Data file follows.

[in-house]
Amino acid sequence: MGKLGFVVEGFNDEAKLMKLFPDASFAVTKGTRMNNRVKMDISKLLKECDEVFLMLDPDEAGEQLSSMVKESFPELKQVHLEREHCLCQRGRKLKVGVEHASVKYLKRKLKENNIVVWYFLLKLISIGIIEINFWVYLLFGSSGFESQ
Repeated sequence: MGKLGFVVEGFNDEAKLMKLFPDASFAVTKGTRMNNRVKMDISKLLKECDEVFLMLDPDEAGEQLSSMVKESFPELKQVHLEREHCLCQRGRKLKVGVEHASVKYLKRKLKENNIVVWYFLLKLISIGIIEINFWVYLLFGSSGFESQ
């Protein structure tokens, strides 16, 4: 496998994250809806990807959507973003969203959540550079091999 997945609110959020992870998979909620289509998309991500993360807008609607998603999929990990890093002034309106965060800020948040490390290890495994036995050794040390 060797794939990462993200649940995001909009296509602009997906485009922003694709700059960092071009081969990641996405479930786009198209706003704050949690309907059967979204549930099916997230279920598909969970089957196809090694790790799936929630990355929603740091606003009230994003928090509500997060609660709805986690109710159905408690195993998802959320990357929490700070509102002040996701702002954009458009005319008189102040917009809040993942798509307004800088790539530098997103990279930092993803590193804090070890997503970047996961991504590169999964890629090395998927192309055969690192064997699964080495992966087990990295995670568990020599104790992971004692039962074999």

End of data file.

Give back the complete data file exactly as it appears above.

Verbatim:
[in-house]
Amino acid sequence: MGKLGFVVEGFNDEAKLMKLFPDASFAVTKGTRMNNRVKMDISKLLKECDEVFLMLDPDEAGEQLSSMVKESFPELKQVHLEREHCLCQRGRKLKVGVEHASVKYLKRKLKENNIVVWYFLLKLISIGIIEINFWVYLLFGSSGFESQ
Repeated sequence: MGKLGFVVEGFNDEAKLMKLFPDASFAVTKGTRMNNRVKMDISKLLKECDEVFLMLDPDEAGEQLSSMVKESFPELKQVHLEREHCLCQRGRKLKVGVEHASVKYLKRKLKENNIVVWYFLLKLISIGIIEINFWVYLLFGSSGFESQ
């Protein structure tokens, strides 16, 4: 496998994250809806990807959507973003969203959540550079091999 997945609110959020992870998979909620289509998309991500993360807008609607998603999929990990890093002034309106965060800020948040490390290890495994036995050794040390 060797794939990462993200649940995001909009296509602009997906485009922003694709700059960092071009081969990641996405479930786009198209706003704050949690309907059967979204549930099916997230279920598909969970089957196809090694790790799936929630990355929603740091606003009230994003928090509500997060609660709805986690109710159905408690195993998802959320990357929490700070509102002040996701702002954009458009005319008189102040917009809040993942798509307004800088790539530098997103990279930092993803590193804090070890997503970047996961991504590169999964890629090395998927192309055969690192064997699964080495992966087990990295995670568990020599104790992971004692039962074999």